Now I cannot give you a specific answer as to how much is available. And as you well know, some of this information is available on the website of the company. It tells you their manufacturing capacity. So you may need to go to that site to get the total manufacturing capacity. Now how much does W.H.O. have? And thanks to Roche in preparation for the H5N1 thread we got a donation of total of 5 million doses and some of that we have disbursed already to some countries, countries that were reporting human cases from the H5N1.

So we have used up a portion of that 5 million. I think at this point in time -- in W.H.O. possession, I'm confining to this donation alone is in the range of about 3.5 million doses. It's just an estimation, but I will keep that stock available to be disbursed to countries in need. But clearly that's not enough and that's why we need to talk to the companies and hope that we can get donations and also get donor support to procure Tamiflu to support countries in great need, ok?

UNIDENTIFIED MALE: Next question from the BBC.

UNIDENTIFIED FEMALE: Dr. Chan this is all quite dramatic, we're very grateful to hear from you, but I just wonder whether you have any words to people watching this to kind of reassure them. I mean I'm sure the W.H.O. doesn't want to create any kind of panic. CHAN: I think your question is entirely appropriate. Yes, it is important for us to tell the story like it is. But we all know that pandemic influenza especially caused by new virus like this one is evolving rather quickly. And that's why when there's information available, it is my duty to share it with my member states and with the general public to you. I have to say it is important for us to take this very seriously and to maintain our vigilance to track the virus as it evolves. We should be anxious, I know the community is anxious and I appreciate how they feel and that's why we work very hard with countries at breakneck pace to make sure we get the best available information to you. But it is important that we should not overkill and we need to maintain a level of calmness and so that we will continue to manage this in a rational manner.

(INAUDIBLE QUESTION IN SPANISH)

CHAN: Thank you for that question. Yes indeed. First and foremost I would like to commend the Mexican government for being very open, transparent and committed to working with W.H.O. very cooperatively. And in fact, W.H.O. experts and also the U.S. and Canada experts coming and becoming part of the W.H.O. team, many of them are already on the ground supporting the country's efforts to find out a lot of the information that are important for the world to understand about this disease. As we are speaking now, they are working at breakneck pace, actually for many days without sleep. I was just on the phone talking to the leadership of the country. Mr. President Calderon and I know, you know, talk about the work that has gone into this, I commend the president for his leadership, for his openness and commitment to share information with the international community. It is this kind of political support with the international communities rallying behind this that is important to help us to get to the bottom of understanding this disease.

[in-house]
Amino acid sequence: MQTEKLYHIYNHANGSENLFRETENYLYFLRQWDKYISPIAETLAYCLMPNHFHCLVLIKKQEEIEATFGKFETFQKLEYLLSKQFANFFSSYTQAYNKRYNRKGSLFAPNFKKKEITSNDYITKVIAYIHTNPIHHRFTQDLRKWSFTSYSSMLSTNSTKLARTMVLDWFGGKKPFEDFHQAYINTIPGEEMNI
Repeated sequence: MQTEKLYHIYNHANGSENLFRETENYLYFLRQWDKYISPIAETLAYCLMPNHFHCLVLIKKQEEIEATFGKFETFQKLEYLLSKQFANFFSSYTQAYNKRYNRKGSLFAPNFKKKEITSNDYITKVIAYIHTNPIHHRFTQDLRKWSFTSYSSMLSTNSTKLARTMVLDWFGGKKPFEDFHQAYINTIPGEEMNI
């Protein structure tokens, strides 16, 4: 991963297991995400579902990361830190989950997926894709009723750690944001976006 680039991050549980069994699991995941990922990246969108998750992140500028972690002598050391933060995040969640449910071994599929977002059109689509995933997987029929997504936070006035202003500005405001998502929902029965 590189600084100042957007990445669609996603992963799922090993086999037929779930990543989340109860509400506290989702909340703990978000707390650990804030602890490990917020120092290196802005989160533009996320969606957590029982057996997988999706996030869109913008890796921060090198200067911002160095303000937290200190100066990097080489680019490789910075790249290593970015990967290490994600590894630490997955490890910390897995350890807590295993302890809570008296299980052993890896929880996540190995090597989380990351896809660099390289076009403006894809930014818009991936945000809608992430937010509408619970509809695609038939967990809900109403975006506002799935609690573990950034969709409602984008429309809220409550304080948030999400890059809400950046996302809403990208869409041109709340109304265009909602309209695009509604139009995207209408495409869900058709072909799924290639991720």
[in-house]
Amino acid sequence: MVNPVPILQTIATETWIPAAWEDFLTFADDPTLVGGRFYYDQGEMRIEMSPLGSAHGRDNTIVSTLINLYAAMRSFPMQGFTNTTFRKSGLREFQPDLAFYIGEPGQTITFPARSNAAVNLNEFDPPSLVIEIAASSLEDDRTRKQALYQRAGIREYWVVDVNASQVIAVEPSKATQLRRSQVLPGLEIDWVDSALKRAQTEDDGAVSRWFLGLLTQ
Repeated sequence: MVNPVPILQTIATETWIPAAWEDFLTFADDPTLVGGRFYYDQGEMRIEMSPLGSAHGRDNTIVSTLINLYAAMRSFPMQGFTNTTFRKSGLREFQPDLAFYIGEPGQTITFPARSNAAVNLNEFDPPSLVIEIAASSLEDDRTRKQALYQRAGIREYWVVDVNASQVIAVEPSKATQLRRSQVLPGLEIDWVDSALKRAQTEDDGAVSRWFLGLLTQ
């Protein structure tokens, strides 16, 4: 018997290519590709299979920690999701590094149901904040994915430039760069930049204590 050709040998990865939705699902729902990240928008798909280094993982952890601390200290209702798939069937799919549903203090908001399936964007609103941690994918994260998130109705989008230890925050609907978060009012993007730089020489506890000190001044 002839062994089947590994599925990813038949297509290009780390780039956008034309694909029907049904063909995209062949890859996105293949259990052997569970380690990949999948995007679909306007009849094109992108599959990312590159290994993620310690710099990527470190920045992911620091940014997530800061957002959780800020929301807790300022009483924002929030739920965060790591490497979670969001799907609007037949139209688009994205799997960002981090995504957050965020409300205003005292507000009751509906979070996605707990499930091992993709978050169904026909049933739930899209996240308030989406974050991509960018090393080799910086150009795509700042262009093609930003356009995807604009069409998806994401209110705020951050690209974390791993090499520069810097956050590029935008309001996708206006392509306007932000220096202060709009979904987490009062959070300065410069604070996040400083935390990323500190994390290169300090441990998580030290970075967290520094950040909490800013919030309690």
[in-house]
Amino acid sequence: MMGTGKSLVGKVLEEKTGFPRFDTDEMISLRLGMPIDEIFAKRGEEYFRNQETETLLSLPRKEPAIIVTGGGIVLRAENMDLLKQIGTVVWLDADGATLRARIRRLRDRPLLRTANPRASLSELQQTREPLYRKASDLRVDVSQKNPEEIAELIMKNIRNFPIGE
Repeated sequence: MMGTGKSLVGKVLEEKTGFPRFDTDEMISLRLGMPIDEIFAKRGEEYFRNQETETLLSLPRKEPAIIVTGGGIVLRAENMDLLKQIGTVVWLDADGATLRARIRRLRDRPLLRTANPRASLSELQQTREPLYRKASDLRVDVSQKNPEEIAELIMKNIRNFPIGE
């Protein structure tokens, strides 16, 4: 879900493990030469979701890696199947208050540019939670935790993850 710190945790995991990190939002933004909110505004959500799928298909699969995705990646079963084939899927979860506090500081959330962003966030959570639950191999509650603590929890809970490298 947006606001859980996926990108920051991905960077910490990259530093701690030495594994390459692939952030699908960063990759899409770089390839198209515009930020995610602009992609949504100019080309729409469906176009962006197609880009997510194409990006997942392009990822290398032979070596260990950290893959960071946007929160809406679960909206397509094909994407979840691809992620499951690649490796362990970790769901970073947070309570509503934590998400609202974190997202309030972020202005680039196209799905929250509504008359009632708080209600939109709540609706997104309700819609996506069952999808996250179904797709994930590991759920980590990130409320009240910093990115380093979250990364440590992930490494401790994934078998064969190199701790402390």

UNIDENTIFIED FEMALE: Dr. Chan, can you tell us a little bit more about the basis for your decision after consulting with the different regional groups, have American authorities been able to confirm to you sustained human to human transition and can you just tell us a little bit more about how you came to this decision.

CHAN: Yes, indeed, before I explain to you the reasons why we move from phase four to phase five, since you asked about the U.S. government, I also would like to take this opportunity to pay tribute to the U.S. authority for what they have done. And in fact, the U.S. government as I said, in my opening statement, not only are they helping the W.H.O., they are also reaching out to support the investigation that is ongoing in Mexico. And W.H.O. have to say the U.S. CDC, the HHS and also under the leadership of the President Obama they have done everything, you know, required and deal with this matter in a serious and robust manner. And I think they have just pitching their response at the right level.

Now under what conditions do we raise the level from four to five? As you well know, the world scientists over the years have developed a very good indicator or benchmark for us to distinguish the different phases of the pandemic alert. Pandemic level five of the pandemic alert require us to satisfy the criteria that first we need to demonstrate human to human transmission in a sustainable manner and that is causing community spread. And we are seeing this in definitely in Mexico and we are, as the information emerged from the U.S. authority and we are also seeing that and when we see two countries in one W.H.O. region, you know, providing evidence to that effect, we are moving into phase five. Both U.S. and Mexico are in the Americas region of the World Health Organization. Thank you.

UNIDENTIFIED MALE: Thank you, next question.